Around 29,000 pubs will be unable to reopen if coronavirus restrictions are relaxed to allow outdoor service in April, according to the British Beer & Pub Association (BBPA).
The trade body said the majority of venues do not have a big enough garden or outdoor space to accommodate customers.
Emma McClarkin, chief executive of the BBPA, said the risk of rain disrupting trade means a partial reopening is not "commercially viable".
The BBPA is calling for pubs to reopen for both indoor and outdoor customers at the same time as non-essential retail.
It said around 75% of UK pubs have a beer garden or outdoor space, but only 40% have a large enough outdoor space.
This means just 17% of pub capacity would be able to open, resulting in a loss of turnover to the sector of £1.5b compared to normal trading.
McClarkin said: "Even if some pubs did try and open outdoors only in April, all it would take is some heavy rain and they would find it has all been for nothing.
"For many pubs, gardens are at the back and the only way to access them is through the inside. And of course, toilet facilities would still need to be provided.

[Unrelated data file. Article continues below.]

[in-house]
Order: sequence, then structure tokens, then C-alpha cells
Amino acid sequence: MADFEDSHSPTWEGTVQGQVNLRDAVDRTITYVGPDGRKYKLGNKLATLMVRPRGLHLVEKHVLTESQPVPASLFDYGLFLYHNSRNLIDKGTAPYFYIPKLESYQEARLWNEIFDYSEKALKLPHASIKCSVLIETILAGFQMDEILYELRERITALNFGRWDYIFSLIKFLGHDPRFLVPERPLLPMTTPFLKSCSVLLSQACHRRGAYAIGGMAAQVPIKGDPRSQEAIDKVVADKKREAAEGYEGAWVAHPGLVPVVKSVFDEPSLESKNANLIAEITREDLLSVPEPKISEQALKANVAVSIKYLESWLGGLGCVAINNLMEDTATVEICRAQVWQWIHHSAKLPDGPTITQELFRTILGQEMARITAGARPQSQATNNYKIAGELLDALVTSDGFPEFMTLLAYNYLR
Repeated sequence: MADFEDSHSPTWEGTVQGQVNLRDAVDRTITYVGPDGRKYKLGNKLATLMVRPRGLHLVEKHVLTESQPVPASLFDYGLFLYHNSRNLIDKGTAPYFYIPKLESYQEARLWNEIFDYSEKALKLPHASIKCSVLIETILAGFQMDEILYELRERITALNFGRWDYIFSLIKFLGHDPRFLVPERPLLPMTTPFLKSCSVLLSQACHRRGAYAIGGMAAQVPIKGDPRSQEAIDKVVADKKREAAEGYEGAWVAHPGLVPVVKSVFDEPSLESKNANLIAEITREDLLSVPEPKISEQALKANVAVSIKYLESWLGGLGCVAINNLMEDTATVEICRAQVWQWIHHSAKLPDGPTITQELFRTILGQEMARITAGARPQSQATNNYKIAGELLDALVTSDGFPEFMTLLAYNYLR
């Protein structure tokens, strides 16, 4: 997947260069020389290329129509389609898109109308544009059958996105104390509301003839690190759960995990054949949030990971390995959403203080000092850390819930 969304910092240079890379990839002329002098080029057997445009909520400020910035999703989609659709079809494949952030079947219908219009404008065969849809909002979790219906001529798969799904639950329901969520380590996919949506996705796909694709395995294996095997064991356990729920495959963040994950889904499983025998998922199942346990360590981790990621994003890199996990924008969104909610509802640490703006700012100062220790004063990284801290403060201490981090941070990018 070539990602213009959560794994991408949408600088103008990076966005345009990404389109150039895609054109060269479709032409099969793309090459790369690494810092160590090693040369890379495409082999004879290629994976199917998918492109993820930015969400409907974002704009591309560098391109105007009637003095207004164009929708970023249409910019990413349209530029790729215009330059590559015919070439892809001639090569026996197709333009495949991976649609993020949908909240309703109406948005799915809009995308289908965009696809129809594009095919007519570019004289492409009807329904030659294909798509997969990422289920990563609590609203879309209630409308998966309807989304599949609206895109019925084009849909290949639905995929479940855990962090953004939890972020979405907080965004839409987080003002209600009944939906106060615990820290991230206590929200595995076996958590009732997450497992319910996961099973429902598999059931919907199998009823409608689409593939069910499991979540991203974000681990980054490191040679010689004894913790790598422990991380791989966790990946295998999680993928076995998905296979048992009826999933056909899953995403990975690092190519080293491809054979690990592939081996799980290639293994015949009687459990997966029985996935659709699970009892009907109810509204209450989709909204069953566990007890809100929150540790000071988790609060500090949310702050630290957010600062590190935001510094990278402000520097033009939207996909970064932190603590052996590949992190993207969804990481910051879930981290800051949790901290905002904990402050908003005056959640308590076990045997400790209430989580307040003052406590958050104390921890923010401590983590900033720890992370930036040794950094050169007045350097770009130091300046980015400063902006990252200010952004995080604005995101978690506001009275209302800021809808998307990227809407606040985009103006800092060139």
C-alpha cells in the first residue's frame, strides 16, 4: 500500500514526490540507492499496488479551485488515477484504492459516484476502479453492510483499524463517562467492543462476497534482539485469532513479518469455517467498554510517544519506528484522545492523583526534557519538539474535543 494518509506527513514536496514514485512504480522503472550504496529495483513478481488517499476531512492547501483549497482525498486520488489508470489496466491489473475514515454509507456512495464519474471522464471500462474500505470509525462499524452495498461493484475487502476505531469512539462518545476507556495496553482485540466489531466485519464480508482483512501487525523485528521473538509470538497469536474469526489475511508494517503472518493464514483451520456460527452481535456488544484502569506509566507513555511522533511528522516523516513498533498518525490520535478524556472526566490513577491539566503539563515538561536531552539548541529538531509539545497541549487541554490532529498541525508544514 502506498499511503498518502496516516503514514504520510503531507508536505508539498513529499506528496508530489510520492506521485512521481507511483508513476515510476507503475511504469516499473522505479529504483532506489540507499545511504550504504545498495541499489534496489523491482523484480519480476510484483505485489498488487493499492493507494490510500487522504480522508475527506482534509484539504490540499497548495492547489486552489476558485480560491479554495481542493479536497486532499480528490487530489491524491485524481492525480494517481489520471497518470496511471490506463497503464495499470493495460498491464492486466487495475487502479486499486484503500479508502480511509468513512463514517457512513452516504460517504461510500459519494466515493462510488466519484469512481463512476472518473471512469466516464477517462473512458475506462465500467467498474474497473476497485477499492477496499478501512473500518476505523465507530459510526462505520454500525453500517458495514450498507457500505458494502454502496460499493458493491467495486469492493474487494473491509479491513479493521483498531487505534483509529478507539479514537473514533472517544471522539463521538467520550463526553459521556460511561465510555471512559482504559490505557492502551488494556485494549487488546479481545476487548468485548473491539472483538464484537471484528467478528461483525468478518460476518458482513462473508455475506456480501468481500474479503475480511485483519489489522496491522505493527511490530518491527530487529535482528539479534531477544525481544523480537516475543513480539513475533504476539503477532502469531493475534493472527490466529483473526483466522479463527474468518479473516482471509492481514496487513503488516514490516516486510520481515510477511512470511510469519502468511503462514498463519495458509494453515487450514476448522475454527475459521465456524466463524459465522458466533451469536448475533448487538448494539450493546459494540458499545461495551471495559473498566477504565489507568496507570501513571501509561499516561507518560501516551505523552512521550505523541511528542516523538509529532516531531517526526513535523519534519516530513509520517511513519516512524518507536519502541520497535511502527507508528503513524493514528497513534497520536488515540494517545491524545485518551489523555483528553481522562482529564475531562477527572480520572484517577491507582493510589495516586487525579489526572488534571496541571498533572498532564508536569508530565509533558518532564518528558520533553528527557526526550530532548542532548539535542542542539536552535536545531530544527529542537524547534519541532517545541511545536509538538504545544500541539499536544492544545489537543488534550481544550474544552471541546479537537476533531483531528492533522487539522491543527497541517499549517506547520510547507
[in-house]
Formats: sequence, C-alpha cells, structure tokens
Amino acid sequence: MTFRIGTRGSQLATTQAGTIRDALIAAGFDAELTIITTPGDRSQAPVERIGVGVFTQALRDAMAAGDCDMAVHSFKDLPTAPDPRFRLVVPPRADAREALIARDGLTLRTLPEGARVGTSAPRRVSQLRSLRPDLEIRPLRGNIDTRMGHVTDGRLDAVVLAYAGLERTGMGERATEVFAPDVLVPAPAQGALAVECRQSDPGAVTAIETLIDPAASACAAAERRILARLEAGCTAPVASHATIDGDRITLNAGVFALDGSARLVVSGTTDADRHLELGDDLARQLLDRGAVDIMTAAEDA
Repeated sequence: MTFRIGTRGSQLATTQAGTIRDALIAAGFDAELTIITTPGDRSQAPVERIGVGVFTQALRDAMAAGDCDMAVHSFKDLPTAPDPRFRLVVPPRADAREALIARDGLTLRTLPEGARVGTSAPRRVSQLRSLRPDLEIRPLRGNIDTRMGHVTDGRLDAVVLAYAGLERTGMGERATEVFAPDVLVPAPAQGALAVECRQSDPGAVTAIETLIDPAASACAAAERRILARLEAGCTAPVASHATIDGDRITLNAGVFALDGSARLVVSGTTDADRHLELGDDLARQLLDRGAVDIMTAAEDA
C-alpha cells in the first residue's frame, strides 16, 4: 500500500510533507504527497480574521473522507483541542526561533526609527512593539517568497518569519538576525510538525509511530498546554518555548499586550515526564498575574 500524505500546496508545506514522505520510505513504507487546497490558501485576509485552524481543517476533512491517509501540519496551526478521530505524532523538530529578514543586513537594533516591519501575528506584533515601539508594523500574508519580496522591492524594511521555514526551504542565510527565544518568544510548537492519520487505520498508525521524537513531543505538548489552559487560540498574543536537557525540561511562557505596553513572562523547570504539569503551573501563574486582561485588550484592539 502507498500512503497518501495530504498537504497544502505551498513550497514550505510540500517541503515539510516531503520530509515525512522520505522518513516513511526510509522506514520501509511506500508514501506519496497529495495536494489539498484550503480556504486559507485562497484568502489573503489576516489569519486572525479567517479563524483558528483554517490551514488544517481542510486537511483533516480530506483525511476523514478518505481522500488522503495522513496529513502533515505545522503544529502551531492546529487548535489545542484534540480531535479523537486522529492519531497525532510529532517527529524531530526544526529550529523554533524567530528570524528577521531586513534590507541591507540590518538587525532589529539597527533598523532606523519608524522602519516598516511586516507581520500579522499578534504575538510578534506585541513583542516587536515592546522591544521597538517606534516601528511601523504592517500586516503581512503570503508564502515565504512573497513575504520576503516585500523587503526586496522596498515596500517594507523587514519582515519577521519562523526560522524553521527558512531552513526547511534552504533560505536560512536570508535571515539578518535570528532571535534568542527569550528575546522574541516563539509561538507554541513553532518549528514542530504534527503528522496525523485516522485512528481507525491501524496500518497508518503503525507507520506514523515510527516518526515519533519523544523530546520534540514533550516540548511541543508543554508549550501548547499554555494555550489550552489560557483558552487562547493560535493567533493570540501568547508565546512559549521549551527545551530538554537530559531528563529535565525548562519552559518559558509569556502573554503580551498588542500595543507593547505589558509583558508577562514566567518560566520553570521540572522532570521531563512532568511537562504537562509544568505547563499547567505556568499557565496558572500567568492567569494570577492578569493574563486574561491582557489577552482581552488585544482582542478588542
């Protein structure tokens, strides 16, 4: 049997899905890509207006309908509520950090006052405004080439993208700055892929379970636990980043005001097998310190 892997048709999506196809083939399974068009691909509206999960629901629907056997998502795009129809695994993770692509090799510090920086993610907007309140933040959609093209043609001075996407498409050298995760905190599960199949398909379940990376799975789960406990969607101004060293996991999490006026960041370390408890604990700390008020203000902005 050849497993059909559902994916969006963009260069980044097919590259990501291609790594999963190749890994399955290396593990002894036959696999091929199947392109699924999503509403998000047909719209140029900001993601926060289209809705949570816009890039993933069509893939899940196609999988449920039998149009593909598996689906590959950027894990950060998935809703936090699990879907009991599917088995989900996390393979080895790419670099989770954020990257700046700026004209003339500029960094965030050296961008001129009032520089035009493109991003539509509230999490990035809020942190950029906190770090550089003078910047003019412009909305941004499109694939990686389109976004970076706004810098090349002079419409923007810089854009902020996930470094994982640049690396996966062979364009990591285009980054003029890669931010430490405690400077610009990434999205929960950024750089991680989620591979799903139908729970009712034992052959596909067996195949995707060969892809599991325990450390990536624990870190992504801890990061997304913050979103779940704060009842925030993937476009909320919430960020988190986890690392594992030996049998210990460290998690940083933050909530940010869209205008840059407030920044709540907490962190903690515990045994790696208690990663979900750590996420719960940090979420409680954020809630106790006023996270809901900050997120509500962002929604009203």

"We question the government's thinking behind this and suggest they consult with us as a sector on it."
Pub sector chief executives have pulled out of government talks with business minister Paul Scully over what Young's boss Patrick Dardis described as an "obvious lack of interest and respect".
In a latter to the prime minister, Dardis accused ministers of "playing politics" and said they had not engaged with the sector in a "meaningful way".
The BBPA published its roadmap to recovery last week, calling on the government to extend support for pubs to prevent thousands of closures.